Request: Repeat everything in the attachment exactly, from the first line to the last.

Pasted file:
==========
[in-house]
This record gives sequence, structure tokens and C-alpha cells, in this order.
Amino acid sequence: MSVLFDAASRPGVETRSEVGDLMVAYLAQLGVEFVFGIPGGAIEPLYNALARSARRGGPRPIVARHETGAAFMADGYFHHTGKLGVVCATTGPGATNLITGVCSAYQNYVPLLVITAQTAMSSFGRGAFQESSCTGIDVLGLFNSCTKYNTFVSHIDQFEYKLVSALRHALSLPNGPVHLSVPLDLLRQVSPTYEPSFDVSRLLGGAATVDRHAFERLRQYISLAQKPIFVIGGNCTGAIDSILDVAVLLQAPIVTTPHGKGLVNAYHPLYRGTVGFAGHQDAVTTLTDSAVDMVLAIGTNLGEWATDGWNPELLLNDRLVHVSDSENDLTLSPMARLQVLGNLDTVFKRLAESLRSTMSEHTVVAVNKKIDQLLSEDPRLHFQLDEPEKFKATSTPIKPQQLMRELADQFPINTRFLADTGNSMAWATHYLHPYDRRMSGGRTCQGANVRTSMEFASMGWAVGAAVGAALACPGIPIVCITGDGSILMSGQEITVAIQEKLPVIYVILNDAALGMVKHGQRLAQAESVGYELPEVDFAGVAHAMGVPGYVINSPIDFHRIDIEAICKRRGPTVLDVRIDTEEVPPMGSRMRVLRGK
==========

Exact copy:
[in-house]
This record gives sequence, structure tokens and C-alpha cells, in this order.
Amino acid sequence: MSVLFDAASRPGVETRSEVGDLMVAYLAQLGVEFVFGIPGGAIEPLYNALARSARRGGPRPIVARHETGAAFMADGYFHHTGKLGVVCATTGPGATNLITGVCSAYQNYVPLLVITAQTAMSSFGRGAFQESSCTGIDVLGLFNSCTKYNTFVSHIDQFEYKLVSALRHALSLPNGPVHLSVPLDLLRQVSPTYEPSFDVSRLLGGAATVDRHAFERLRQYISLAQKPIFVIGGNCTGAIDSILDVAVLLQAPIVTTPHGKGLVNAYHPLYRGTVGFAGHQDAVTTLTDSAVDMVLAIGTNLGEWATDGWNPELLLNDRLVHVSDSENDLTLSPMARLQVLGNLDTVFKRLAESLRSTMSEHTVVAVNKKIDQLLSEDPRLHFQLDEPEKFKATSTPIKPQQLMRELADQFPINTRFLADTGNSMAWATHYLHPYDRRMSGGRTCQGANVRTSMEFASMGWAVGAAVGAALACPGIPIVCITGDGSILMSGQEITVAIQEKLPVIYVILNDAALGMVKHGQRLAQAESVGYELPEVDFAGVAHAMGVPGYVINSPIDFHRIDIEAICKRRGPTVLDVRIDTEEVPPMGSRMRVLRGK